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what is the procedure to be followed ?
There are many difficulties and subtleties in the application of these seemingly simple rules. Perhaps the most contentious is what is meant by 'without work'. Internationally this is accepted to be a person in the reference period, which is usually one week or one day before the survey question is posed, who did not work for pay or in-kind earning for even one hour.
Third, one objective of key informants is rapid feedback to local policy decisions. However, the broad problems raised skill shortage, unemployment etc. are not capable of being entirely dealt with at the local level. They are partly, if not mainly, problems of the macroeconomy. On the other hand Central Governments would be interested in the broad problems raised and, therein, lies another danger. That Central Governments would act on the basis of incomplete, partial and incorrect assessments. Further, local assessments are not likely to be randomly representative and the likelihood of considerable statistical bias could seriously mislead policy makers.
theory and the Harrod-Domar model to derive his conclusion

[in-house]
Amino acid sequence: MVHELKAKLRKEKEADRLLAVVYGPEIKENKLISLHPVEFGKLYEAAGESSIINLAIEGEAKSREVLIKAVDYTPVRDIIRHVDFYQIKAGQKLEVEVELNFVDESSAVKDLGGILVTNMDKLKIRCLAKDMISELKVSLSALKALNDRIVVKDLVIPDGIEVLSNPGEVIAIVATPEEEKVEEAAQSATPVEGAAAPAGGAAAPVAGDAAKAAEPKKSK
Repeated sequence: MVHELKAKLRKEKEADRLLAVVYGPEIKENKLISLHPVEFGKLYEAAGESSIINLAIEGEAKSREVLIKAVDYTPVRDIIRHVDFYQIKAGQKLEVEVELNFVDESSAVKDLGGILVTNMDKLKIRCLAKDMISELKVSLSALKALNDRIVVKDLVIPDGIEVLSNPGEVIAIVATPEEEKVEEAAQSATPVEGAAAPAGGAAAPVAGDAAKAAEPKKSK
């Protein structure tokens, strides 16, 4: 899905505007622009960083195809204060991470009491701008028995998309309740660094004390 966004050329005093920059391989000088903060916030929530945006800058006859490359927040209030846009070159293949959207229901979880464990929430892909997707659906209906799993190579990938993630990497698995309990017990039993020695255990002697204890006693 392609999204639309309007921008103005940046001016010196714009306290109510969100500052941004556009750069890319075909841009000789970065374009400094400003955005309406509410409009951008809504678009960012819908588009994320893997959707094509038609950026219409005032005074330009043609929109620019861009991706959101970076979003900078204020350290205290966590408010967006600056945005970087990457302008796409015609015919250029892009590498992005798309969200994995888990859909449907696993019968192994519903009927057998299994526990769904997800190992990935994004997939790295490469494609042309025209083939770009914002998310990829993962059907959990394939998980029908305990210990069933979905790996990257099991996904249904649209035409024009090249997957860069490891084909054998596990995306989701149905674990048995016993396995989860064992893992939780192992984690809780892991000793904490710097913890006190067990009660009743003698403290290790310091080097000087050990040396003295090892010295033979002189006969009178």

Currently the GDVT and the MoL employ MRF (manpower requirements forecasting) as its main methodology to assess training needs and those occupations that are worthy of future training. They recognize that this is unsatisfactory since MRF forecasts are unreliable as discussed in Chapter 1. In Vietnam the five most crucial problems were first that they depend on 2-3 year GDP growth forecasts into the future; second, they have no reliable starting configuration (base year) from which to forecast (i.e. even the shortages of occupations right now are not known, hence a forecast is like building castles on sand); third, technological change can only be guessed at; fourth, data availability at the provincial level is rudimentary and fifth, and perhaps most importantly, a whole host of local labor market signals (such as wages by occupation or skill, unemployment by occupation, feedback from enterprises and knowledge of graduate placement) are hardly incorporated in judgments. This does not mean, as many commentators have argued, that forecasting itself is of little or no value. It means simply that the forecasts need to be accompanied by more up-to-date labor market signals and, in the end, qualitative (but informed) judgement must be the deciding factor. Nevertheless, no system is entirely foolproof and errors and misallocation of resources will always occur. The goal is to resolve as many puzzles as possible and to reduce resource misallocation